The Crystal Programming Language Forum

Floats : equality compare

The comparison of 2 floating-point numbers with == is not reliable, as everyone knows.
Nevertheless, it is sometimes complicated to do without it.

Wouldn’t it be a good idea to integrate in the stdlib an “approximate” comparison function, such as the one defined here, and even to overload the =~ and !~ operators for this purpose?


I think this is mostly needed in specs, and there’s a matcher for that already:,delta)-instance-method

Or were you talking about using it in regular code? What’s the use case?

Yes, I mean for standard code, not for tests, and to do what the == operator exists for, but with increased reliability, and without having to look for workarounds (with < or >) or code logic changes, and in my current development project, the use of floats cannot be avoided.

According to what I read, be_close just makes a simple comparison of the difference of 2 values with a delta, quite far from more elaborate functions like the one referenced in the link of my post or here

For the time being, I will adapt the almost_equal function in Java for the Crystal language for my own use.

Comparison between two floating point values is actually exact and reliable. Imprecise is the conversion between floating point format and decimal representation.

Outside of specs which test algorithms to return specific values expressed as literals, this should rarely be an issue.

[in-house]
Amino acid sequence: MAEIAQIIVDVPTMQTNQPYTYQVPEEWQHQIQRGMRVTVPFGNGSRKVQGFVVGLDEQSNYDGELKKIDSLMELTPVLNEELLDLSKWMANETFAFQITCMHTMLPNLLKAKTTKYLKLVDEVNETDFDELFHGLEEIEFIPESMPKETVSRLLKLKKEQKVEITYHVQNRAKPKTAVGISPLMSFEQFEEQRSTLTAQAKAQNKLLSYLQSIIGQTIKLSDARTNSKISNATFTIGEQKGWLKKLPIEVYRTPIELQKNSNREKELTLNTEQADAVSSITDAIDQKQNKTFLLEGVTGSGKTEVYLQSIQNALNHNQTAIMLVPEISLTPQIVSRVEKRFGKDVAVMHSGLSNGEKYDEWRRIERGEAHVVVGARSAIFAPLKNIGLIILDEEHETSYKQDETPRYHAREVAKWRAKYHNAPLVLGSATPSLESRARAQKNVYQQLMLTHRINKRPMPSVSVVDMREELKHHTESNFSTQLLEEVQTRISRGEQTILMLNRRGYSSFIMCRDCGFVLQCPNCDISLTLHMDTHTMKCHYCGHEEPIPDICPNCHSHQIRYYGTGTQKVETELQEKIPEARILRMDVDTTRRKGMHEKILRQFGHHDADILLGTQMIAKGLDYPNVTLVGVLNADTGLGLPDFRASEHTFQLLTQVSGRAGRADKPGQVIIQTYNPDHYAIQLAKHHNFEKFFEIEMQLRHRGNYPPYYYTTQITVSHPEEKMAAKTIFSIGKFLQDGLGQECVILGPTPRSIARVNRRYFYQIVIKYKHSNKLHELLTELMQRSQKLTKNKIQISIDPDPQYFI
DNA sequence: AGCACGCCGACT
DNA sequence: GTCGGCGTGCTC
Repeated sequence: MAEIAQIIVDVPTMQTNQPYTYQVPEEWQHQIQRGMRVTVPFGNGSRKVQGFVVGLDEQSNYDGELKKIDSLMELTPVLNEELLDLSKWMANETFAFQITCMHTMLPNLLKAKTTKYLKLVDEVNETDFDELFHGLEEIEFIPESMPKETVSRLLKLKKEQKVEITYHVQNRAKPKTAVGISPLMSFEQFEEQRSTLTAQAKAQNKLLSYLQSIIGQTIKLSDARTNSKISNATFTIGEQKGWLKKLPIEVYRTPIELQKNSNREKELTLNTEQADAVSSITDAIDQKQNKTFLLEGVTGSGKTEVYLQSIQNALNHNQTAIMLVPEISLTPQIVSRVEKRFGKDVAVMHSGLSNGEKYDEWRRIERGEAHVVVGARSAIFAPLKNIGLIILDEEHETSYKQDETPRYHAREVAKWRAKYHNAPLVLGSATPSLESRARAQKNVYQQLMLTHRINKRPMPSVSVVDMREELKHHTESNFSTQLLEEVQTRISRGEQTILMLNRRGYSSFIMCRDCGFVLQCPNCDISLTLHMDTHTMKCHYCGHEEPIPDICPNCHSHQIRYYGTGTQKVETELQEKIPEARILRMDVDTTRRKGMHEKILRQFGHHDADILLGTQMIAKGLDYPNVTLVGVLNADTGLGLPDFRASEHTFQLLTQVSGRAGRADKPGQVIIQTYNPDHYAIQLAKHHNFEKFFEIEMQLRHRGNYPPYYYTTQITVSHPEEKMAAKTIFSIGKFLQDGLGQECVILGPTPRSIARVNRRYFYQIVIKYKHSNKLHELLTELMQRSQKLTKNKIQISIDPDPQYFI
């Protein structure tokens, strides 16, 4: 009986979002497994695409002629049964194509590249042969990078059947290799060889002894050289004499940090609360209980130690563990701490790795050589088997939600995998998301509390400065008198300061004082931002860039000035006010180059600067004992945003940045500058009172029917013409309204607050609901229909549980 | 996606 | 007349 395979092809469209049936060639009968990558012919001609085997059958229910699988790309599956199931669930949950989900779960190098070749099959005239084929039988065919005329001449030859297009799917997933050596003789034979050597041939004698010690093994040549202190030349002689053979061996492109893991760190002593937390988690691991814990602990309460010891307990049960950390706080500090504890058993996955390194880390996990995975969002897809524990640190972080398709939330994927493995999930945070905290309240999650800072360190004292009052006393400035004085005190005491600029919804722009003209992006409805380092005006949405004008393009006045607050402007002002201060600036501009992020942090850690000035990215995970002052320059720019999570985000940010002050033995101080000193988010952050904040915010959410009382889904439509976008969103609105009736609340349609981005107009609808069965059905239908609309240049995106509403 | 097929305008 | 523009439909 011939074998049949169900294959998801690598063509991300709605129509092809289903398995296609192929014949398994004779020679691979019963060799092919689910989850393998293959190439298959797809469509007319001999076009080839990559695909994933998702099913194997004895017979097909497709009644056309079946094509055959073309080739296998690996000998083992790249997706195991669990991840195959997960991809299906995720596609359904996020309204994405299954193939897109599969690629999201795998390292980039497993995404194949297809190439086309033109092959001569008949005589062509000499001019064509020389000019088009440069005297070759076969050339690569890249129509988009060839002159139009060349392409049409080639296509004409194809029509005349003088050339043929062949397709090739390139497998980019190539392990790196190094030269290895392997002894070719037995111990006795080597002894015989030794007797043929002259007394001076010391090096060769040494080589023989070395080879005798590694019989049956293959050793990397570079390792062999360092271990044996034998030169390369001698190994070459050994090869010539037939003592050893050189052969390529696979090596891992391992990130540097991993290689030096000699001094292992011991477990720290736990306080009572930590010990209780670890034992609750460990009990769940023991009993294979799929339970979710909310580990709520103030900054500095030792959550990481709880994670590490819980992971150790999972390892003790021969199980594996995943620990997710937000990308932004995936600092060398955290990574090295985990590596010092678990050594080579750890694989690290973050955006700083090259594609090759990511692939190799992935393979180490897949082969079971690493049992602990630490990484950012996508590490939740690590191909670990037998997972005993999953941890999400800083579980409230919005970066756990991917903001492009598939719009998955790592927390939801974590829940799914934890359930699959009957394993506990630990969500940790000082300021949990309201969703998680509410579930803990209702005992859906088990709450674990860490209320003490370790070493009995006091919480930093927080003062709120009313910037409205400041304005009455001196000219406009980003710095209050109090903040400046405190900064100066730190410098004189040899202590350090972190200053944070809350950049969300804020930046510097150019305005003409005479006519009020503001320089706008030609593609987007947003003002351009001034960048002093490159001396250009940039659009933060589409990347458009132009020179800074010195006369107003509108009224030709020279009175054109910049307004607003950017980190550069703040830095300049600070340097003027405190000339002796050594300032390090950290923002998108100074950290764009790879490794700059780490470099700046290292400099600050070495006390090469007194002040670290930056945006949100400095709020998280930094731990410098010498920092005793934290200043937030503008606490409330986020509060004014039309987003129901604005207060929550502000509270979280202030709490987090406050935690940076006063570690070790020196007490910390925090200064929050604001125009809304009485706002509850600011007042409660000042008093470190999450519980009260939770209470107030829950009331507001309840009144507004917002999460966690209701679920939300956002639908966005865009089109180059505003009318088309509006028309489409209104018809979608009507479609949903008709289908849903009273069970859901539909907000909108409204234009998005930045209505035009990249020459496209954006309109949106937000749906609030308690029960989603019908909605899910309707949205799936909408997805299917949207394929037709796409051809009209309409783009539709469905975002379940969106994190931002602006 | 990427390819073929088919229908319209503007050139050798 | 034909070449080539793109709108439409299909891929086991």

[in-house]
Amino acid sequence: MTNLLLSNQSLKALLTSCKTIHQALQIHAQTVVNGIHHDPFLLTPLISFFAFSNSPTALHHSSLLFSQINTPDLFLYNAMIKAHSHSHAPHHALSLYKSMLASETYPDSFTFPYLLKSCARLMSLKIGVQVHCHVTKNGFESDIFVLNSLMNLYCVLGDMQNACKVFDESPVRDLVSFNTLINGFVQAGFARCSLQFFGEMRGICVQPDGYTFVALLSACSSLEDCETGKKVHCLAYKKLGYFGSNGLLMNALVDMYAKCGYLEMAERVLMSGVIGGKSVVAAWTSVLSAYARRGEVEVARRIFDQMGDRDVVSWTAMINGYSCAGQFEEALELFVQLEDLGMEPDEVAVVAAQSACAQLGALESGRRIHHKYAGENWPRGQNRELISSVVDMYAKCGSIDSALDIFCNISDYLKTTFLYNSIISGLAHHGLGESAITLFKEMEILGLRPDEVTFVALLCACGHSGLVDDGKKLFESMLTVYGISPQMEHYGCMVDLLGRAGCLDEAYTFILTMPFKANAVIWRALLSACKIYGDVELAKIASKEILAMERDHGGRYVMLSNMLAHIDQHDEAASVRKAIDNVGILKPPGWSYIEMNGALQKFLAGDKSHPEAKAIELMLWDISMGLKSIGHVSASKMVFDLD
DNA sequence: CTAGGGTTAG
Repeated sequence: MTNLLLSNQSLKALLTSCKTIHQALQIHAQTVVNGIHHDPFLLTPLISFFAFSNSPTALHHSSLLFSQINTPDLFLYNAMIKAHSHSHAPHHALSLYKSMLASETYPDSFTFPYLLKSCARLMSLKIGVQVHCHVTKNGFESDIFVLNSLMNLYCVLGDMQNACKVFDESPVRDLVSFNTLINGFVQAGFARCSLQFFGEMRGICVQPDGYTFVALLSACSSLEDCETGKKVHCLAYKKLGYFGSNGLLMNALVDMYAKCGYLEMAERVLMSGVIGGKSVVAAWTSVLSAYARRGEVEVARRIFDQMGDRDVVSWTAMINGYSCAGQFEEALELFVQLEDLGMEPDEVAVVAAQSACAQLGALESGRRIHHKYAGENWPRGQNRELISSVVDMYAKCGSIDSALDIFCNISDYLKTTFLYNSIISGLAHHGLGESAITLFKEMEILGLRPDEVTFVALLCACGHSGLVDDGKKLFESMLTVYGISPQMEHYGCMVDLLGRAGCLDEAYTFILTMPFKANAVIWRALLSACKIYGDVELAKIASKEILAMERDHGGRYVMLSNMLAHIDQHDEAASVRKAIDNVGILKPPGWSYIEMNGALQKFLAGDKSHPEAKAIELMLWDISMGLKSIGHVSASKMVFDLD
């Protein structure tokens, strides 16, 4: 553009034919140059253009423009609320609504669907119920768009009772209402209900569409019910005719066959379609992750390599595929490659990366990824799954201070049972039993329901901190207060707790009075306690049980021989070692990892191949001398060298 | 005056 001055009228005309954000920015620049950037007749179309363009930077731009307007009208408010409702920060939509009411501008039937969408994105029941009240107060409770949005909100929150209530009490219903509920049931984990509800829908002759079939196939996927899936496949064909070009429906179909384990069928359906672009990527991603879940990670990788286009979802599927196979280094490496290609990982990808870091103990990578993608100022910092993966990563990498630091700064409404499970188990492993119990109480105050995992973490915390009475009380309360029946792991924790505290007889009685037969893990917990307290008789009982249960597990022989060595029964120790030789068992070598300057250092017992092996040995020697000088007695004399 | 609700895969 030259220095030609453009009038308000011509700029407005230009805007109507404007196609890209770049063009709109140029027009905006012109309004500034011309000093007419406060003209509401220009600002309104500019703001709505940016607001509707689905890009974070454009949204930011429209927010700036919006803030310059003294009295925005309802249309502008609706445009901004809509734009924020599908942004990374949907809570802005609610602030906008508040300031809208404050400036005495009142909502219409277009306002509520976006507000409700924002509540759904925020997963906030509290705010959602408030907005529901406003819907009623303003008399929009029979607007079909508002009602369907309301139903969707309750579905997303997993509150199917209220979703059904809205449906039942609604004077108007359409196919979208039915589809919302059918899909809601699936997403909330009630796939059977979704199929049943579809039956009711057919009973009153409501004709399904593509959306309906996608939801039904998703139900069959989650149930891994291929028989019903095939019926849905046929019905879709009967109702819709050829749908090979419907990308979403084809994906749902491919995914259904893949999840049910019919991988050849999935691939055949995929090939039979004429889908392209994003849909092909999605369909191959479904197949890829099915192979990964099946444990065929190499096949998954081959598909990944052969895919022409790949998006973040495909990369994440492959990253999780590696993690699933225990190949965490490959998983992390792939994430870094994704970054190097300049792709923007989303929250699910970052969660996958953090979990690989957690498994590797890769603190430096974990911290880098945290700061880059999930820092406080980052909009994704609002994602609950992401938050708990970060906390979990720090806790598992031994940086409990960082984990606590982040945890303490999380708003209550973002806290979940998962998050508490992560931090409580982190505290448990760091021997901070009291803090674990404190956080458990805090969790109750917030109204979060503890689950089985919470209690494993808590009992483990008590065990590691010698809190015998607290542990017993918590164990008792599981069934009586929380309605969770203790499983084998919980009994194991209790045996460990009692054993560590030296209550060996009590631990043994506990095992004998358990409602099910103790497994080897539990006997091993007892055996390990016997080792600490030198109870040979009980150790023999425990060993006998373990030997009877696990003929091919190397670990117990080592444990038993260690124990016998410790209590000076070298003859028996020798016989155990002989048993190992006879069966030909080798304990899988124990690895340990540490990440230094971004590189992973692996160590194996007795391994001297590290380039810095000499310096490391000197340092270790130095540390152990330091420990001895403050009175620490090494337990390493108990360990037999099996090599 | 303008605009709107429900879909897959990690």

Can you tell us about your use case?

Reading the mentioned posts and also this blog, I was wondering about the reliability of the test x == 0.0 when x is the result of a series of calculations on a data history (which is my use case)
If I understand correctly, this test will return a false result in all cases where x is not exactly equal to 0.0, hence my interest in a test of approximate equality in the case where, for example, x would have a value very close to 0.0
But thinking about it, a test like if -epsilon < x < epsilon, with epsilon = 0.0000000001 for example, will do just as well!
Thanks for your comments

It looks like you’ve already figured out a good solution, but I wanted to weigh in with something maybe obvious just because it wasn’t explicitly stated: the problem with using =~ and !~ is that they use two values (the receiver on the left side and the argument on the right), but what you want is something that uses three values (the receiver, the argument, and an epsilon). Your two links and the solution you came to (-epsilon < x < epsilon) all use an epsilon, and that value should be implementation-dependent.

For example, if I’m working on values for some GIS system, I might use an epsilon of 10e-6 for latitude and longitude, but if I want a consistent epsilon when I’m considering values in kilometers I’d want to use 10e-4, since both values come out to around 10 cm. Any standard library implementation of a closeness method would need to take an epsilon, which unfortunately rules out graceful use of operators like ~=.

I suspect you already know this, but I wanted to make sure that future readers have an explicit explanation.